Ivana Lowell’s raw and turbulent memoir has all the makings of a celebrity tell-all. But Lowell, who also once dated Bob Weinstein of Miramax, isn’t a typical celebrity – unless you’re familiar with the Guinnesses or the poet Robert Lowell, you’re unlikely to recognize her name –and the book’s glitz is derived merely from spotlighting what were to her everyday aspects of an eccentric upbringing and struggle with “‘the family problem’” as the Guinnesses call alcoholism. But in the end, Lowell manages to tell a lot about others, yet little about herself.
Early on, Lowell appears ready to lay her life bare, writing “I feel I have f—– up my life” and dropping a series of compelling anecdotes in a time-traveling, almost haphazard narrative that reveal a woman in search of herself. The book is couched as a means to determine “what part of my history has so ill-equipped me to function in adulthood” via the search for her real father. The day after her mother’s death, Lowell learned the man she thought was her father, Israel Citkowitz, was not. Thus she appears to be actively confronting the question: Can you know yourself if you don’t know from where you come?
At the same time, Lowell already knows a lot. She and her family are heirs to the Guinness fortune, and her grandmother, Maureen Guinness, to whom she became close in her advanced years, was one of “‘the glorious Guinness girls’” and Marchioness of Dufferin and Ava. Her mother is the writer Lady Caroline Blackwood, whom Lowell adores as if her faults (including hiding Ivana’s true father’s identity) didn’t matter. She was raised in grand estates furnished not so grandly, surrounded by royals and the rich, from painters such as Francis Bacon to the “Cake” (aka Britain’s Queen Mother), mixed with Hollywood-ites like the screenwriter Ivan Moffatt, and raised by the famous, including Lowell’s adopted father, the poet Robert. Her family drank too much and didn’t fit in, but she’d always been told others needed to “get them.” Her world was theworld.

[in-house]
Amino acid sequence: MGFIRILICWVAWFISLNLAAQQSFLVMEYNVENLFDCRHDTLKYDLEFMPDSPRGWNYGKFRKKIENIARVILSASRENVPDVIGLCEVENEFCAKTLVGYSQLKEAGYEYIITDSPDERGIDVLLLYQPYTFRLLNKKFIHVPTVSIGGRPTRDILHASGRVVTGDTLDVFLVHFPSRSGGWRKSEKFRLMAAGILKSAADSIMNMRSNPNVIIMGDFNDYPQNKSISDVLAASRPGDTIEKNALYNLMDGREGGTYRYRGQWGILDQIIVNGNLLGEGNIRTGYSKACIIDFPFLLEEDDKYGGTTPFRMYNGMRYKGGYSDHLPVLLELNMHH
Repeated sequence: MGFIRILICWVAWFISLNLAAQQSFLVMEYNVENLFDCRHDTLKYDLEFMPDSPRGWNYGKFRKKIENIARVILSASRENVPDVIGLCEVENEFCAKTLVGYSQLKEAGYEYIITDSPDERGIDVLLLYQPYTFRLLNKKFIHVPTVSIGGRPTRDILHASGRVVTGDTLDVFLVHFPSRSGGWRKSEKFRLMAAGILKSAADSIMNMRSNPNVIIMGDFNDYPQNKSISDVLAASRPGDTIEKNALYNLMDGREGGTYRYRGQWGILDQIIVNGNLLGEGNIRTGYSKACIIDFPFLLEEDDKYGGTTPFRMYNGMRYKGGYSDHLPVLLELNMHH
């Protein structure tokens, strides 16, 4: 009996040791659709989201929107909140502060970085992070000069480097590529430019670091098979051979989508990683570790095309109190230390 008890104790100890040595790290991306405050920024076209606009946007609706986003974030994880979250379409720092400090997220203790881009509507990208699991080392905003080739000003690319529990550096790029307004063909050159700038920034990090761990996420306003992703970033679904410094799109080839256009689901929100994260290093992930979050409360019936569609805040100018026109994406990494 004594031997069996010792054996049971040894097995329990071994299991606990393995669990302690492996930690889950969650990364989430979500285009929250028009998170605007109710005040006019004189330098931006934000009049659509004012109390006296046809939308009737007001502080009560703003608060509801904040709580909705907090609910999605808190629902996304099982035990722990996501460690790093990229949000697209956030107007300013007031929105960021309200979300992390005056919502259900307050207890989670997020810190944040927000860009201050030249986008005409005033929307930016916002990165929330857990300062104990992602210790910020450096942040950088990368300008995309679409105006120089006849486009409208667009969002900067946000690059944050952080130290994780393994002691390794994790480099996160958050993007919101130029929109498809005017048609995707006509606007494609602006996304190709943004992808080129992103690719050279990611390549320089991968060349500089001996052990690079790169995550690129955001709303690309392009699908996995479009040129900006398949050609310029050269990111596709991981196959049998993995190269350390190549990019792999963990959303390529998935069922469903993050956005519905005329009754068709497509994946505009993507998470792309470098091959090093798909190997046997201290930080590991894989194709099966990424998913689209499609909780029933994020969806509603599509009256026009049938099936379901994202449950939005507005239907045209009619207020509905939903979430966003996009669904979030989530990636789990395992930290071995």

While Lowell is forthcoming about her alcoholism, sharing brief memories and observations about the disease and stints in rehab, we don’t learn much about how it really affected her life and psyche. Other facets of her life go similarly unreported, from central issues such as how the poet and her mother ended up together to how her aunts sued her grandmother because she transferred trust fund benefits to Lowell and her sister. In fact, she doesn’t mention her monetary situation at all, although you get the impression there was never a dearth of wealth, and it seems to solve many of her external issues. Really, she doesn’t seem to do much scavenging beyond her own memories.
Her disarming prose can’t help but draw one into her story, but upon close examination, the story never digs too deep. Lowell offers a taste of a life lived among the who’s who of British royal culture, of American literati and glitterati and fleeting insight into how drugs and alcohol circle the lives of the well off and storied. She allows you to think for a moment that you know her as she gives away just enough pieces to catch and hold one’s attention. But ultimately she keeps the whole she has been seeking all to herself.